In this case, a confession was almost lost as a result of a third-party who pretended to be a mental health counselor and convinced the defendant to confess to police that he had committed a murder.  The defendant (Higgins-Vogt) met with the “counselor” several times.  The counselor stated her goal was to get inmates to develop a sense of empathy for their victims. She promised confidentiality but prodded for detailed information and took meticulous notes during the session in which the defendant fully confessed and provided detailed information.  After meeting with the “counselor” several times, the defendant asked to speak with the lead detective.  The counselor, who was a contractor with the title “Senior Law Enforcement Officer,” arranged the meeting and sat in on the entire meeting with the detective. The defendant was Mirandized and waived and then answered questions coming both from the detective and the counselor.  He provided information regarding the whereabouts of the murder weapon but did not confess to the murder. A week later the defendant flagged down a prison official and stated in writing he wanted to confess to the murder as a result of talking to his girlfriend.  The detective returned and the defendant fully confessed to the murder.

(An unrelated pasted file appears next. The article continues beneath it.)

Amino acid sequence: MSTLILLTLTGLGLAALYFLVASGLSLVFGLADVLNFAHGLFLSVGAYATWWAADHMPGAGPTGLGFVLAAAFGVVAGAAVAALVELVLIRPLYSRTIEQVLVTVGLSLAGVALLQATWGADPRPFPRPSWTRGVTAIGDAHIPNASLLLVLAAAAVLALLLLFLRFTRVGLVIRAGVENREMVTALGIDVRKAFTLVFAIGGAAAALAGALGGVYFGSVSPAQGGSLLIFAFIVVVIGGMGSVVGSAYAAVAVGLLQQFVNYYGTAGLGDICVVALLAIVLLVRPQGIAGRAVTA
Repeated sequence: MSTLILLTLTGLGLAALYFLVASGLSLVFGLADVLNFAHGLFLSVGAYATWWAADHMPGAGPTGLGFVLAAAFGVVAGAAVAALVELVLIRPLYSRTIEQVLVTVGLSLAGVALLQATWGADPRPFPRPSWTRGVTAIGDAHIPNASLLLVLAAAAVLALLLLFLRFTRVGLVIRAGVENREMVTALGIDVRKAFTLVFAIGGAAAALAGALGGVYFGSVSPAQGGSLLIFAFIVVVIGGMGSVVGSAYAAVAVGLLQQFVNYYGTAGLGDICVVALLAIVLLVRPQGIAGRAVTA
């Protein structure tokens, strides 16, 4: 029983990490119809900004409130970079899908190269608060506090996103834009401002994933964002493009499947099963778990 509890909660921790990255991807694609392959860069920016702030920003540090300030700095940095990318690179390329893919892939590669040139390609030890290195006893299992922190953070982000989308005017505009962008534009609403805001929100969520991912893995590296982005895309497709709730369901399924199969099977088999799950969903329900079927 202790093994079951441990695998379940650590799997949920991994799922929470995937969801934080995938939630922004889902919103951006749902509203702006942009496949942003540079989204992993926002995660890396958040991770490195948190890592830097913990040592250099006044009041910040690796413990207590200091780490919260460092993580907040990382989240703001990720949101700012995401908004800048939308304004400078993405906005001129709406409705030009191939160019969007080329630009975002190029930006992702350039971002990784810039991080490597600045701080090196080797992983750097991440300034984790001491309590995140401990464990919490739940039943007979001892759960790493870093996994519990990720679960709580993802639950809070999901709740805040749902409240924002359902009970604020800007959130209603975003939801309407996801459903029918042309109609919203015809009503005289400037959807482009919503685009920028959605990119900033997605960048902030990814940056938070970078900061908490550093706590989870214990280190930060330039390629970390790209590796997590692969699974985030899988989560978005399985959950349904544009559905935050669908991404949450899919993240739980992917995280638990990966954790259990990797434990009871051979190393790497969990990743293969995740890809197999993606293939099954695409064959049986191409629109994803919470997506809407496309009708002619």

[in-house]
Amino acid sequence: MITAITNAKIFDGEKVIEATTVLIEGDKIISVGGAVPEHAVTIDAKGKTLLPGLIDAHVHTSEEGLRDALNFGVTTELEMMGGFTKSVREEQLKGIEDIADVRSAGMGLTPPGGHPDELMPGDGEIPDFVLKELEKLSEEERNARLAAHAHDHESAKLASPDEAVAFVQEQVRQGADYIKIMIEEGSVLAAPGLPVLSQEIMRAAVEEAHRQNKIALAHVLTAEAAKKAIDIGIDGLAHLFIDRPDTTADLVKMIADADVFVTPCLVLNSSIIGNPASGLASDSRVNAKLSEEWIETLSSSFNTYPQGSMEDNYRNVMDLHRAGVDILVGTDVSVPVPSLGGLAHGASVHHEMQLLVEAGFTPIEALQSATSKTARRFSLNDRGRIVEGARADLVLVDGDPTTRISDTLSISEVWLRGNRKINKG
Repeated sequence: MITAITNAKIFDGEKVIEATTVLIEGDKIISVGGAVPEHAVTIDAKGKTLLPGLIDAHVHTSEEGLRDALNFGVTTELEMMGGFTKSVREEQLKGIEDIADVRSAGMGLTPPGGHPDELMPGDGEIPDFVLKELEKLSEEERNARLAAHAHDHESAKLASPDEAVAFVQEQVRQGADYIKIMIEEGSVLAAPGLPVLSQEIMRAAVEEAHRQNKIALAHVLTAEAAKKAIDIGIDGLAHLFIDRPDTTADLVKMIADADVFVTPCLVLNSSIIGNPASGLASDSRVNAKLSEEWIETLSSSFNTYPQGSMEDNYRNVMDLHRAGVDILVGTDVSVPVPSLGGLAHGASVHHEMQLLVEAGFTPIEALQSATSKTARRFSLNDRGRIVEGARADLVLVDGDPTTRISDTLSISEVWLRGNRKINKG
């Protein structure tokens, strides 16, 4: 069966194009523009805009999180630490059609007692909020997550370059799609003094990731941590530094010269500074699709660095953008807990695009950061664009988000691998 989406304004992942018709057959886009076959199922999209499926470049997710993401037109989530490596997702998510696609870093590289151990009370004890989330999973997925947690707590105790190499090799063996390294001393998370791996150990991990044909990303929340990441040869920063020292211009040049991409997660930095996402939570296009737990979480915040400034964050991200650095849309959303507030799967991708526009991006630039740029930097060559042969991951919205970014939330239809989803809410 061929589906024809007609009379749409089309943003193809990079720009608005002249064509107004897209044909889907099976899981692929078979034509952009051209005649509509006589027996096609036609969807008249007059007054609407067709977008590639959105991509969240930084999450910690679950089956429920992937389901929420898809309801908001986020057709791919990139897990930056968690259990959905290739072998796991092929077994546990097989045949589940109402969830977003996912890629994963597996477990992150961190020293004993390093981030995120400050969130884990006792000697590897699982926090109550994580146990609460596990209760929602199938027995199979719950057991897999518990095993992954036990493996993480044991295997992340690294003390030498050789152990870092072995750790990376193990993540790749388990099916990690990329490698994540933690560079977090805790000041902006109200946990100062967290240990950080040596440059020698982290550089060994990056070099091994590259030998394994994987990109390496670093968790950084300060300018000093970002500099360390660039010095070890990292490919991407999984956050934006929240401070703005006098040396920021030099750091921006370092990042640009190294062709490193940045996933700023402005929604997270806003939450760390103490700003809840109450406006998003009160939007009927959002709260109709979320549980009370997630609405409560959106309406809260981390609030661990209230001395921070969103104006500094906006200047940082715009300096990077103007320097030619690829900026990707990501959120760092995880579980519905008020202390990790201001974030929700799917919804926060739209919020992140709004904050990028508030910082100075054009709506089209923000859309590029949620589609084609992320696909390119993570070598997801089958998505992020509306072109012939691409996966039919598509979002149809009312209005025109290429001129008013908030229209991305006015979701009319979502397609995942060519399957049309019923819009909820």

In order to be admissible, a confession must be knowing, intelligent, and voluntary.  The defense attorney moved to suppress the confession, arguing that the confessions were not voluntary and were coerced by the counselor. The District Court denied the motion and this appeal followed. On appeal, the defendant made two arguments: First, the counselor should have provided Miranda warnings to the defendant since the counselor’s questioning was a custodial interrogation by a known LEO.  Second, the counselor functioned as an agent of law enforcement and coerced the confessions.

The Seventh Circuit clearly did not like the manner in which the pretend counselor operated and made it apparent in the strongly worded opinion.  But in the end, the court held that since the counselor met with the defendant at his request and he was free to end the session at any time, he was not in “custody” during the sessions for Miranda purposes.  The court then held that the counselor did act as an agent of law enforcement, but that the actions did not amount to coercion since there were so many other indicia of the defendant’s willingness to confess apart from the initial interview with the detective. The court held: “Taken in their entirety, all of the facts and circumstances show that Higgins-Vogt’s decision to confess was the product of his own free will” but then added “The criminal justice system did not see one of its finer moments here.”

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